Postby When Adventure Knox » Wed Dec 23, 2020 9:53 am

Wow, sorry you had to deal with that confrontation. It's such a shame as I find walkers in the countryside to be some of the most considerate people I come across (though I do work with teenagers and live in London so maybe I have a skewed pool of people around me!) It makes me wonder what has happened in the past to make the farmer be this way towards you.. and others by the sounds of things!

Thankfully on my recent trip to Scotland, I didn't experience anything such as this, I wonder what impression would have been left on me had I done!

Lovely photos, thank you for sharing, I especially love the modern lighthouse, never seen one like it before!
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Re: Orkney - short walks & confrontation with angry farmer!

Postby past my sell by date » Wed Dec 30, 2020 11:41 pm

Marty_JG wrote:
past my sell by date wrote:I guess some farmers are having a very hard time and feel alienated by the world. They need help (IMO) not reminding of the rules


It's not mere "rules", it's the law of the land.

Farmers have no more right to ignore the law of the land than anyone else including you or me.

But do remember the law is often an ass!
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Re: Orkney - short walks & confrontation with angry farmer!

Postby Marty_JG » Thu Dec 31, 2020 1:20 am

past my sell by date wrote:But do remember the law is often an ass!


I don't see the Right to Roam law as an example of "ass" legislation but your mileage may vary.
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Re: Orkney - short walks & confrontation with angry farmer!

Postby past my sell by date » Thu Dec 31, 2020 12:48 pm

Marty_JG wrote:
past my sell by date wrote:But do remember the law is often an ass!


I don't see the Right to Roam law as an example of "ass" legislation but your mileage may vary.

Where you park at Kinlochhourn to walk out to Barrisdale, the farmer used to sell cups of tea, but he was told he had to install around £2000 pounds worth of stainless steel equipment - to comply with health and safety. it was the law! but the law was certainly an ass!
However, perhaps I put it badly: lets say that in far flung places like this, the law should be applied with a modicum of discretion. This land had perhaps been in the farmer's family since time immemorial and he clearly felt a deep personal attachment to it (as one would to one's garden).
I have a certain sympathy with that view
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Re: Orkney - short walks & confrontation with angry farmer!

Postby Marty_JG » Thu Dec 31, 2020 6:53 pm

In the mid 80s the fatal workplace accident rate in construction was around 10 per 100k, it's now less than 2 per 100k. General workplace fatalities in the mid 80s was 2 per 100k, it's now 0.3 per 100k. Non-fatal workplace accidents have seen similar scales of decline.'

All of those declines are due to H&S laws so they have had a massive impact - mainly on families not seeing the father/husband not return from work (almost all workplace fatalities are male). But the laws are also quite general, to find such specific requirements is strange. I can find no mention of specific requirements for teapots in the law. The closest I can find to a legislative basis for hygiene standards in food processing equipment is European Standard BS EN 1672-2. But again, even in that I can find no mention of stainless steel teapots. Those regulations state food equipment materials must be:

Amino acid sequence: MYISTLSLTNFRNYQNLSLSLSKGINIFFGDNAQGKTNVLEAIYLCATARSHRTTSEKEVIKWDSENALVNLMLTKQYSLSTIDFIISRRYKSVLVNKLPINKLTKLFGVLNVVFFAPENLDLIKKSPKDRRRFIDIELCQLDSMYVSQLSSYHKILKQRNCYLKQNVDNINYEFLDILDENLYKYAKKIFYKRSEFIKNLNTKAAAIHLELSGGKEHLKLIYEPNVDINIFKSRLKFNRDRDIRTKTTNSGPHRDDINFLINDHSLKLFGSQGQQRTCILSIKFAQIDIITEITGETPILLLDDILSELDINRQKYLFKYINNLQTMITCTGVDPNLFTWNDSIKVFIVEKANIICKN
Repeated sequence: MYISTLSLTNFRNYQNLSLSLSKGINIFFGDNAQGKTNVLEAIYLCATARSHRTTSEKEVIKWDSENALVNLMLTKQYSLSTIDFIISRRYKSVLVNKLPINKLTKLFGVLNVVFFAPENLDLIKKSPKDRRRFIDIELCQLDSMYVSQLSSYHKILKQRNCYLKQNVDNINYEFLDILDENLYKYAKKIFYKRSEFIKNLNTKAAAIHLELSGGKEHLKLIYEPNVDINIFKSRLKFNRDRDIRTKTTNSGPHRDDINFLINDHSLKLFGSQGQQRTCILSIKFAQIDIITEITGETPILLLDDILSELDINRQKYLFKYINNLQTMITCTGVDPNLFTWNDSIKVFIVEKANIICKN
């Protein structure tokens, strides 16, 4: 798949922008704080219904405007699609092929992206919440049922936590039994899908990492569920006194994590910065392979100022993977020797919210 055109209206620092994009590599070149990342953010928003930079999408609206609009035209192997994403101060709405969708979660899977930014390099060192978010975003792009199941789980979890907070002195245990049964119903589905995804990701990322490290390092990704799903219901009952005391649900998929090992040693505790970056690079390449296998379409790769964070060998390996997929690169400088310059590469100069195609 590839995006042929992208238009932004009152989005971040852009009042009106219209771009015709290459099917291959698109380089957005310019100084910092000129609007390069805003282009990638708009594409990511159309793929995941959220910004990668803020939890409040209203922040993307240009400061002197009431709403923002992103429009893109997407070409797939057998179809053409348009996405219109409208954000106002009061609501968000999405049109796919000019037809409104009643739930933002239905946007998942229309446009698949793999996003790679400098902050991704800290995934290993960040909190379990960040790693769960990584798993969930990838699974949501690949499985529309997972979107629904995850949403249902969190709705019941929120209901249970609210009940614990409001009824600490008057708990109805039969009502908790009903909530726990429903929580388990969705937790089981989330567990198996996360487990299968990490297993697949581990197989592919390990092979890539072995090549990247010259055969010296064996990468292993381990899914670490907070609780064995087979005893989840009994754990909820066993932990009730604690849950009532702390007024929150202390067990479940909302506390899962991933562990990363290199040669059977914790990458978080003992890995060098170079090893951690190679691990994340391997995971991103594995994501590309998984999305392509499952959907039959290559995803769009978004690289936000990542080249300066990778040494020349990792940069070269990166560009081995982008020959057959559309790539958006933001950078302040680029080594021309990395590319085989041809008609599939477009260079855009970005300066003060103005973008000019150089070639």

corrosion resistant
non-toxic
non-absorbent
not transfer undesirable odours, colours or taint to the food
not contribute to contamination of food
not have any adverse influence on the food


None of those provisions seem unreasonable or "ass". Perhaps the problem was the equipment the farmer was using (cracked pottery), and perhaps the problem was the individual enforcement officer. I can't find the issue within the law.
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Re: Orkney - short walks & confrontation with angry farmer!

Postby thepigguy » Wed Jun 16, 2021 11:02 am

I've only just seen this report and I'm sorry and embarrassed about the incident near Hunda, just as any Orkney resident would be. It's not the first time this has happened there and I think the best advice is to approach from the road out of Burray village and along the south.

In any case, I've let a local councillor know and emailed the access officer just to check they're keeping an eye on the situation.

Glad to see you had a mostly good time here and if both you come again be sure to make your way out to Westray.

Cheers,
Malcolm
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Re: Orkney - short walks & confrontation with angry farmer!

Postby Skyelines » Wed Jun 16, 2021 2:10 pm

There is a certain logic to the Orkney farmer's stand about the causeway.

The access law refers to responsible access to "land" and "water" whereas the causeway is not "land" but a manmade construction connecting two pieces of "land".

It would be interesting to know definitively how the access law relates to this structure as it is not in the same category as a track or road(or is it?)

If one got to the island by boat and landed then the access law would clearly apply.
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Re: Orkney - short walks & confrontation with angry farmer!

Postby MusicalHiker » Sat Jun 19, 2021 9:48 pm

I know all those walks well - Mull Head/Gloup/Broch of Deerness/Covenanter's Memorial is one of my favourites.
As for grumpy landowners - yes, there are some! I'm heading home in a week and will hopefully get some good weather, it can be absolutely spectacular when it's sunny...
Attached pic of another brilliant one, from the Skaill to Birsay walk (Or Yesnaby to Birsay if you have the time/energy) I'm a Stromness girl so West is Best :lol:
DSC_0097.JPG
Fishermen's huts, approaching Broch of Birsay